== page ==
by Allen Wyatt
(last updated February 16, 2019)
Jennifer has a Word document that has links to hundreds of other documents. Now she wants to replace each of those links with the actual document referenced. (In other words, she wants to embed the referenced documents.) She wonders if there is a global way to do this instead of having to do each document separately.
The solution depends on how, exactly, you have the other documents linked to your current document. If you inserted the contents of another file using the Text from File command (Insert tab | Object | Text from File) and chose to insert as a link, then the file contents are actually added through the use of the INCLUDETEXT field. As with any other field, you can unlink the field in this manner:
If your documents are linked using hyperlinks, then the process is a bit more difficult. The reason is simple: a hyperlink is only a pointer to the other document, not the actual contents of that other document. This means that you need to come up with a way to open the other document, grab its contents, and stuff it into the current document in place of the hyperlink.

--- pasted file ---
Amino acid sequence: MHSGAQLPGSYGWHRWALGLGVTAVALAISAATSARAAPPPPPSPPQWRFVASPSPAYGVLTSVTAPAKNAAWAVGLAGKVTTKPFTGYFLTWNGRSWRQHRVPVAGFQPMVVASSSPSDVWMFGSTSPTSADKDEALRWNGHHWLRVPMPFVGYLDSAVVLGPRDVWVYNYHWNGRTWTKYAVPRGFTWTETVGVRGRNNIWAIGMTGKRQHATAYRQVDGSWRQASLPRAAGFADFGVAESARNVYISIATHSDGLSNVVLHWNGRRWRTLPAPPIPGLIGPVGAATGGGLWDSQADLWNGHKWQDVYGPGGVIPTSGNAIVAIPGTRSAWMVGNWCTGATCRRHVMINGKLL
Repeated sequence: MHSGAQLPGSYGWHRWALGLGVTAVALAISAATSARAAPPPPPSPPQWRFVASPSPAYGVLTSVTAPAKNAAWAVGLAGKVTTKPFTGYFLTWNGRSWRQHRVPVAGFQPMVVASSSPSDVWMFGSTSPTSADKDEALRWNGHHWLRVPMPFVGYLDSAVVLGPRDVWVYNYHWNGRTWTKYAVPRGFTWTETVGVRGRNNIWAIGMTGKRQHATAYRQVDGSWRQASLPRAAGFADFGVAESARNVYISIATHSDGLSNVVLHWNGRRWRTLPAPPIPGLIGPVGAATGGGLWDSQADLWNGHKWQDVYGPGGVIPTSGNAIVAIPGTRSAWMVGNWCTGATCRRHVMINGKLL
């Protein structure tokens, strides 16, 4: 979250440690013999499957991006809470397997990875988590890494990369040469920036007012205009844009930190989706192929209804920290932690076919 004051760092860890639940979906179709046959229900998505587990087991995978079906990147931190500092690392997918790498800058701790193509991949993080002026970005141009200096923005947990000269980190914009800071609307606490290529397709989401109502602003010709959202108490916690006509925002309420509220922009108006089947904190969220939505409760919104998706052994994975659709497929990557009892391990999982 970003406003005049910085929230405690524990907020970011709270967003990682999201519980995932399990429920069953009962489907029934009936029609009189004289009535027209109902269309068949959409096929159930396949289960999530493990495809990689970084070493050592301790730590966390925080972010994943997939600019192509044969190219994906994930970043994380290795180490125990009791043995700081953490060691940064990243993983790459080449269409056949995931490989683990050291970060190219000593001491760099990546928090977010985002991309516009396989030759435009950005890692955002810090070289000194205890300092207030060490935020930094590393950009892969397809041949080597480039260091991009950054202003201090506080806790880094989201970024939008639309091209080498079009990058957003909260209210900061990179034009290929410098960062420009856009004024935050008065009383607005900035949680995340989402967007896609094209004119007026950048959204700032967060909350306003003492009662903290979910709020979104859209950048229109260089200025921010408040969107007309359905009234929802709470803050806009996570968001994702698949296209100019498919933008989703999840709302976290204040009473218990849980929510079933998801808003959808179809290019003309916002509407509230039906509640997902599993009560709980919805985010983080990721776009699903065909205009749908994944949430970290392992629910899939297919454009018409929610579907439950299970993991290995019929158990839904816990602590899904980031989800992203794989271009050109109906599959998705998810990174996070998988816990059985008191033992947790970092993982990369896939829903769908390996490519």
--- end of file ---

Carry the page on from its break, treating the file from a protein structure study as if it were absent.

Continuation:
This type of work is perfect for a macro to do. The following example actually steps backwards through each hyperlink and inserts the files:
Sub InsertDocs() Dim aRange As Range Dim J As Long Set aRange = ActiveDocument.Range ' Go backwards because hyperlinks are deleted as processed For J = aRange.Hyperlinks.Count to 1 Step -1 With aRange.Hyperlinks(J) ' Process only hyperlinks to documents If InStr(.Address, ".doc") > 0 Then .Range.Select On Error GoTo noFile .Follow On Error GoTo 0 ActiveDocument.Range.Copy ActiveDocument.Close Selection.Paste End If GoTo nextFile noFile: On Error GoTo 0 MsgBox "Cannot open file " & .Address nextFile: End With Next J End Sub
Note that the macro checks the hyperlink to make sure it contains the letters ".doc". This doesn't mean that it is limited only to the old .DOC files, as the test would also match the letters ".docx" and ".docm".
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